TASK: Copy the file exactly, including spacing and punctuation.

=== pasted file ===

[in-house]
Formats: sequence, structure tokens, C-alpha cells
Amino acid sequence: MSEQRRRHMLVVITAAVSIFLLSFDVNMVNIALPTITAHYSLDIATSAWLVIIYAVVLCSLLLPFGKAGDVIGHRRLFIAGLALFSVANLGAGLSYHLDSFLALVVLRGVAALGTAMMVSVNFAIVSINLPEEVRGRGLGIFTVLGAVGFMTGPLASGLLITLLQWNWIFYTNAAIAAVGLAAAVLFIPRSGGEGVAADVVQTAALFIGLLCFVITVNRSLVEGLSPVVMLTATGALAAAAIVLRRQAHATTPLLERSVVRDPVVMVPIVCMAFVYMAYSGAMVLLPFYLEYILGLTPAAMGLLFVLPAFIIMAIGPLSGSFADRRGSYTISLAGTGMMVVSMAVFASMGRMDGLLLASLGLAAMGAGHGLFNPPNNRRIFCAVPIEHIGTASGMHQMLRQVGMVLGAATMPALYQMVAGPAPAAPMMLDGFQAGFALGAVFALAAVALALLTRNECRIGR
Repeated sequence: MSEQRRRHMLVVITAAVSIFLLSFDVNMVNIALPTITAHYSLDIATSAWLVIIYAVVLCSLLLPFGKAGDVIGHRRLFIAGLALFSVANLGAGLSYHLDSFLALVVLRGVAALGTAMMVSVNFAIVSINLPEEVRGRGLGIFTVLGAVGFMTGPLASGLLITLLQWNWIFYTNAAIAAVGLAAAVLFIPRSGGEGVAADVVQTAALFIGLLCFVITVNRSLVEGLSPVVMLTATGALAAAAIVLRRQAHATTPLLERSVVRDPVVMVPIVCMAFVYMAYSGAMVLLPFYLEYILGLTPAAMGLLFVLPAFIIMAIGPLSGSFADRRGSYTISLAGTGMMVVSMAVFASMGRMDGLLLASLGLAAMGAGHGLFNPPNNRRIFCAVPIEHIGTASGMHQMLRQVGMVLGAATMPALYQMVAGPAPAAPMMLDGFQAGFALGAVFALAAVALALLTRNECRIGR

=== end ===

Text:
[in-house]
Formats: sequence, structure tokens, C-alpha cells
Amino acid sequence: MSEQRRRHMLVVITAAVSIFLLSFDVNMVNIALPTITAHYSLDIATSAWLVIIYAVVLCSLLLPFGKAGDVIGHRRLFIAGLALFSVANLGAGLSYHLDSFLALVVLRGVAALGTAMMVSVNFAIVSINLPEEVRGRGLGIFTVLGAVGFMTGPLASGLLITLLQWNWIFYTNAAIAAVGLAAAVLFIPRSGGEGVAADVVQTAALFIGLLCFVITVNRSLVEGLSPVVMLTATGALAAAAIVLRRQAHATTPLLERSVVRDPVVMVPIVCMAFVYMAYSGAMVLLPFYLEYILGLTPAAMGLLFVLPAFIIMAIGPLSGSFADRRGSYTISLAGTGMMVVSMAVFASMGRMDGLLLASLGLAAMGAGHGLFNPPNNRRIFCAVPIEHIGTASGMHQMLRQVGMVLGAATMPALYQMVAGPAPAAPMMLDGFQAGFALGAVFALAAVALALLTRNECRIGR
Repeated sequence: MSEQRRRHMLVVITAAVSIFLLSFDVNMVNIALPTITAHYSLDIATSAWLVIIYAVVLCSLLLPFGKAGDVIGHRRLFIAGLALFSVANLGAGLSYHLDSFLALVVLRGVAALGTAMMVSVNFAIVSINLPEEVRGRGLGIFTVLGAVGFMTGPLASGLLITLLQWNWIFYTNAAIAAVGLAAAVLFIPRSGGEGVAADVVQTAALFIGLLCFVITVNRSLVEGLSPVVMLTATGALAAAAIVLRRQAHATTPLLERSVVRDPVVMVPIVCMAFVYMAYSGAMVLLPFYLEYILGLTPAAMGLLFVLPAFIIMAIGPLSGSFADRRGSYTISLAGTGMMVVSMAVFASMGRMDGLLLASLGLAAMGAGHGLFNPPNNRRIFCAVPIEHIGTASGMHQMLRQVGMVLGAATMPALYQMVAGPAPAAPMMLDGFQAGFALGAVFALAAVALALLTRNECRIGR